Now we hold our collective breath to see whether we will sink into gridlock or find a path forward for our students and communities. If Washington is not the originator of the “false dilemma,” it certainly is its most active practitioner. This is clear in the charged debate around E-rate reform. The American Library Association (ALA) believes there are valuable nuanced approaches that would result in immediate positive impact for libraries, schools and the people we serve.
We see merit in immediately addressing the widely shared concern about substandard Wi-Fi in library and school buildings to meet mobile technology demands. According to FCC data, libraries have received only 1 percent of the available funding for Wi-Fi and related services over the course of the E-rate program. And in the last funding year no libraries or schools received Wi-Fi funding. At the same time, we hold the Commission to its commitment to ensure these vital community institutions have high-capacity broadband “to” the building, and not just “within” the building. Both are necessary for libraries to provide the nearly endless array of vital services that they offer, including, but not limited to: online digital learning; videoconferencing for small businesses and entrepreneurs, as well as for job interviews; access to real-time healthcare information with medical professionals; and opportunities to connect with family across states, countries, and continents.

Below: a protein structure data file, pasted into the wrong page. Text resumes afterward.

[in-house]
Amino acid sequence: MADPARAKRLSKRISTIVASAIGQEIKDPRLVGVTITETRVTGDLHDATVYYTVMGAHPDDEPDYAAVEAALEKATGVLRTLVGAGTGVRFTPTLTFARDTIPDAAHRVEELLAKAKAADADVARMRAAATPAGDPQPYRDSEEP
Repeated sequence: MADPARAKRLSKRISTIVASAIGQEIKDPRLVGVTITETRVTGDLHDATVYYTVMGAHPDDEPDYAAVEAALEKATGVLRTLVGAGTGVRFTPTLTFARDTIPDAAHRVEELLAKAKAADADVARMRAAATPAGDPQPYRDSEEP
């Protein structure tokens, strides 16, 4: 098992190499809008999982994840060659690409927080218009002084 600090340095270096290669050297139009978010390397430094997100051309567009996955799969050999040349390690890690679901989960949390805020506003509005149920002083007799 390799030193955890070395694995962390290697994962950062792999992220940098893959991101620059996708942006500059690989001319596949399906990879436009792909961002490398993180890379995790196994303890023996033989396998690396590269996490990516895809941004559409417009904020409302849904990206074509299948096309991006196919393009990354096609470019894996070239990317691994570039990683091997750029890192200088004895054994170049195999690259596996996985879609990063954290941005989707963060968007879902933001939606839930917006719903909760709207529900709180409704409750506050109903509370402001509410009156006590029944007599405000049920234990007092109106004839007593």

Virtually all public libraries now provide free public access to Wi-Fi, and use of these networks in (and around) our libraries is exploding. Libraries host more than 1.5 billion in-person visits each year, and Wi-Fi is now considered a foundational and essential library service that enables access to the public internet, as well as a growing range of digital content. Accordingly, it is vital that the Commission adequately fund internal connections and Wi-Fi, as well as allow for the flexibility, local planning and decision-making needed to develop robust Wi-Fi networks for all libraries and the people they serve.
FCC Chairman Wheeler’s draft proposal—which no one but other commissioners have been able to read in detail—will not single-handedly boost global competitiveness nor will it kill E-rate as we know (and value) it. It is, however, an important first step in connecting all learners to the high-capacity broadband critical for digital opportunity. Wi-Fi doesn’t work without adequate broadband to support it, and there is more work to be done to further improve and strengthen the E-rate program for more productive years ahead. But to further delay action will shortchange our nation’s public libraries and the communities they serve.